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Friday’s announcement that Danica Patrick would end her full-time driving career with a run in the 102nd Indianapolis 500, after also running the Daytona 500 in January, is another shot in the arm for the 2018 marquee event of North American open-wheel racing.

Surprisingly, it keeps the grid moving forward too to where nearly 75 percent of the 33 cars are already set… in mid-November, 2017.

Early confirmations of programs for the next year’s Indianapolis 500 aren’t new, but they’re seemingly coming earlier than normal this year, with a number of expected programs getting announced in the fall of 2017.

Coupled with the fact most of the IndyCar full-season grid for 2018 is set, it’s interesting to take a look at what’s already set for next year.

CONFIRMED FULL-SEASON (19)

The only things to add here are Dale Coyne Racing’s second driver in the No. 19 Honda, the road and street course driver for Ed Carpenter Racing in its No. 20 Chevrolet who may or may not be able to get an Indianapolis 500 extra seat in a third car, and the expected confirmation of Carlin’s graduation into IndyCar after three seasons in Indy Lights.

  • Team Penske (3, Chevrolet): Josef Newgarden, Simon Pagenaud, Will Power
  • Chip Ganassi Racing (2, Honda): Scott Dixon, Ed Jones
  • Andretti Autosport (4, Honda): Ryan Hunter-Reay, Alexander Rossi, Marco Andretti, Zach Veach
  • Rahal Letterman Lanigan Racing (2, Honda): Graham Rahal, Takuma Sato
  • Schmidt Peterson Motorsports (2, Honda): James Hinchcliffe, Robert Wickens
  • Ed Carpenter Racing (2, Chevrolet): Spencer Pigot, Ed Carpenter (ovals)
  • A.J. Foyt Enterprises (2, Chevrolet): Tony Kanaan, Matheus Leist
  • Dale Coyne Racing (1, Honda): Sebastien Bourdais
  • Harding Racing (1, Chevrolet): Gabby Chaves

CONFIRMED PARTIAL SEASON/INDY ONLY (4)

  • Team Penske (1, Chevrolet): Helio Castroneves
  • Andretti Autosport (1, Honda): Stefan Wilson
  • Juncos Racing (1, TBD): Kyle Kaiser
  • Team TBD (1, TBD): Danica Patrick

Here’s where it gets interesting. Castroneves is Team Penske’s confirmed fourth, and Juan Pablo Montoya could be a hypothetical fifth if the stars align – but it’s not in the immediate plans at this moment.

Patrick also makes her somewhat surprising Indianapolis comeback and with Penske, Andretti Autosport and Rahal Letterman Lanigan Racing not fielding her, the stars are aligned for her to drive with Chip Ganassi Racing in what would be a third car. Neither Patrick nor Ganassi said it’s happening today, but Ganassi acknowledged discussions, via NASCAR Talk.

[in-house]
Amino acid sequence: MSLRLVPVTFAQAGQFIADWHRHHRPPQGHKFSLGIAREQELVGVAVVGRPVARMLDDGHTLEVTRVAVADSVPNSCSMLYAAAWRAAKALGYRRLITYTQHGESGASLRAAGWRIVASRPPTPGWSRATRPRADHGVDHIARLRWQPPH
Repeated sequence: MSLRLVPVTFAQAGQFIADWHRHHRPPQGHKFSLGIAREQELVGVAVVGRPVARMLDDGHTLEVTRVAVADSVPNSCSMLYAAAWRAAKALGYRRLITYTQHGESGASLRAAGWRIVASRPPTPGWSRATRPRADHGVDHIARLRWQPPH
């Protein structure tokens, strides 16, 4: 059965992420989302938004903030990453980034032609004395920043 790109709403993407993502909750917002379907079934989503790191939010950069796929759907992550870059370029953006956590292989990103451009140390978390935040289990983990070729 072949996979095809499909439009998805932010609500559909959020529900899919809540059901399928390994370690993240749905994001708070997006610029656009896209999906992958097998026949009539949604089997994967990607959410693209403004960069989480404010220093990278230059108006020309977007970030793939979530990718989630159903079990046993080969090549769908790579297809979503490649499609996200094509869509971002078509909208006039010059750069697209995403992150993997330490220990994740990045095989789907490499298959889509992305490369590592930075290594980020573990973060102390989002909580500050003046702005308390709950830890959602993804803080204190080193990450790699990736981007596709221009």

Wilson finally gets his Indianapolis 500 shot with Andretti a year later as its fifth car. The team ran six last year, with the two Indy-only entries coming in separate partnership efforts between McLaren and Honda (Fernando Alonso) and Michael Shank Racing (Jack Harvey).

Jack Harvey is a very intriguing story for how he’ll be racing next year. NBC Sports understands a working relationship is being hatched between Shank and Schmidt Peterson Motorsports, and with Harvey bringing a program on behalf of AutoNation/SiriusXM to grow his role into a third-to-half season of racing, this could slot in nicely as SPM’s third car. While not “officially” confirmed, it would not be a surprise to see news revealed from the concerned parties in December.

How could Harvey become SPM three when SPM three was already announced, you ask? With the Calmels Sport with SPM program reportedly on thin ice after negative press, the unlikely union of the French team owner Didier Calmels, one-time open-wheel driver turned-sports car veteran Tristan Gommendy and SPM appears set to join the “announced and dropped before ever turning a wheel” club.

Kaiser’s four-race program with Juncos Racing was announced last month and the Indy Lights champion will likely have Chevrolet power, given the team’s existing relationship from 2017.

WHAT’S STILL TO COME

Playing it out a bit with the usual, “how many engines can each manufacturer provide” story, we know Honda ran 18 cars this year and was stretched to capacity, leaving Chevrolet with the remaining 15.

Work the math from here. Provided Carlin officially announces its entry (it still hasn’t to this point, but is known to have hired IndyCar personnel) and with Honda already stretched between its 12 previously announced full-season cars (4 Andretti, 2 Ganassi, 2 RLL, 2 SPM, 2 Coyne), with a 13th engine available at some races, Carlin would have to be at Chevrolet.

For Indianapolis, Honda already begins to work its car count further beyond those 13 (if SPM 3 gets added for more races) with Ganassi 3 (a TBD, but would be Patrick if confirmed here) and Andretti 5 (Wilson) to get to 15, which leaves just three leases at play to get to 18… again, this is in mid-November.

Provided Pippa Mann can work towards her annual appearance with Coyne, factor in a possible sixth Andretti car and an 18th Honda lease – perhaps a third car at RLL or fourth at Ganassi, SPM or Coyne – and suddenly the Honda inn would already be booked up.

Chevrolet would have the rest, and you can figure out the math from there.

It may only be mid-November, but the race to secure a berth on the grid for next May is already well underway.